Information Literacy & Technology

The mission of Overlake’s Technology Program is to provide technological leadership, expertise, and systems to support learning. Our vision is to cultivate an inclusive community of learners who comprehend and control the transformational power of technology for good, recognizing the social and moral impact of modern technologies. We seek to foster the intentional use of technology to better live Overlake’s mission and values, and in doing so, to promote the lifelong skill of learning how to learn.

The school's academic departments, library and technology staff work together to support the school's mission and curricular goals.

To that end, Overlake offers discrete courses in technology that are collaborations with other academic departments, such as Math and Computer Science, Arts, and Social Studies. We place a strong emphasis on technology integration into all academic courses with assistance from our Instructional Coach for Technology and our technology team. Our student device program and our learning management system, Canvas, are also critical tools in integrating technology throughout the program. Please visit the Technology site to learn more about technology at Overlake.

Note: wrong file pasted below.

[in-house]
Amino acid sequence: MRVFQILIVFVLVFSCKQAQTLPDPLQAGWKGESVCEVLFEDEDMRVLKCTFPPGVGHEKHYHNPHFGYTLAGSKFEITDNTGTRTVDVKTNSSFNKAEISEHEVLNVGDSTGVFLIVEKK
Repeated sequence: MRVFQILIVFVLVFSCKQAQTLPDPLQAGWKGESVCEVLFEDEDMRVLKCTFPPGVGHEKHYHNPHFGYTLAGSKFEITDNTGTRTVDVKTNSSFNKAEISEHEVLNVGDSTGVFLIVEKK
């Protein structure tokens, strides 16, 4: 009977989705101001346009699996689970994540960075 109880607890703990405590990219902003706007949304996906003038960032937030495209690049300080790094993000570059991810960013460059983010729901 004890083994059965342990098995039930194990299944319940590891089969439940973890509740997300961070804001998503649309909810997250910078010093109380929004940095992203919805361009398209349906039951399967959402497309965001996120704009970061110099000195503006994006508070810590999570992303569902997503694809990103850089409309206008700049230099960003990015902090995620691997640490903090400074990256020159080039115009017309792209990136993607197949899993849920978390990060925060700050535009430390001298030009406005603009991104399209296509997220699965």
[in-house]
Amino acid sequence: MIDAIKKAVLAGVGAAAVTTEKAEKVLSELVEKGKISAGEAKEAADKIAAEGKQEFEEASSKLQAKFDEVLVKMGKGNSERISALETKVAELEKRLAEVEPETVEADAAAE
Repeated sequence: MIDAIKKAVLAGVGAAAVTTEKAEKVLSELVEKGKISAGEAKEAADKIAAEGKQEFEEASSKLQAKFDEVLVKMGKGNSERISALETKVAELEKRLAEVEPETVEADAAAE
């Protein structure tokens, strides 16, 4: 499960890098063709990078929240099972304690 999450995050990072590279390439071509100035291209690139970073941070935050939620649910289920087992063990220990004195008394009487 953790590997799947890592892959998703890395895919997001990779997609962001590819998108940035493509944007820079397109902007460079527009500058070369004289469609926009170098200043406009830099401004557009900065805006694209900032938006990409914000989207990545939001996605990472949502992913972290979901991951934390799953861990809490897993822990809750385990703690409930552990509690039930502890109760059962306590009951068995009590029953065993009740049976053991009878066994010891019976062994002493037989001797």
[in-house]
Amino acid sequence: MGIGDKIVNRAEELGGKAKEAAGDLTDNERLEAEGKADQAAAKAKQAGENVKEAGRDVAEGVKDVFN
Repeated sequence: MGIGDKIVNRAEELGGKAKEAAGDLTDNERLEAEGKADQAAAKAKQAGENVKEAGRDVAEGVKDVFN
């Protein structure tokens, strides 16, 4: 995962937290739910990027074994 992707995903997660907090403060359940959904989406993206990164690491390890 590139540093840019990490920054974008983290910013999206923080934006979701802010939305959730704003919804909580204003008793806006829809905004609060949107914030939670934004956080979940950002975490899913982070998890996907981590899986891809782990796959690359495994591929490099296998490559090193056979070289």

AP Computer Science

Full-year elective. 10th-12th grades only. This course is recommended as a second math elective. Seek departmental advice if taking this course in lieu of a course in the normal sequence.

Algebra II

AP Computer Science covers the course content defined by the College Board's AP curriculum and prepares students for the advanced placement exam in May. The course teaches the Java programming language and reviews and elaborates on the fundamental methods of object-oriented programming. Much of the material is based on the implementation and analysis of common data structures including arrays and array lists. Basic algorithms for sorting and searching are presented and their asymptotic behavior is analyzed. Students enhance their program design, implementation, testing, and debugging skills through frequent programming projects. Finally, they gain experience reading, understanding and modifying a substantial pre-existing program.

View the College Board AP Computer Science Course Description.

AP Statistics

Full-year elective. This course is intended as a second math elective and cannot be taken in lieu of a course in the normal sequence until the senior year. Even seniors are strongly encouraged to take their regular math course concurrently.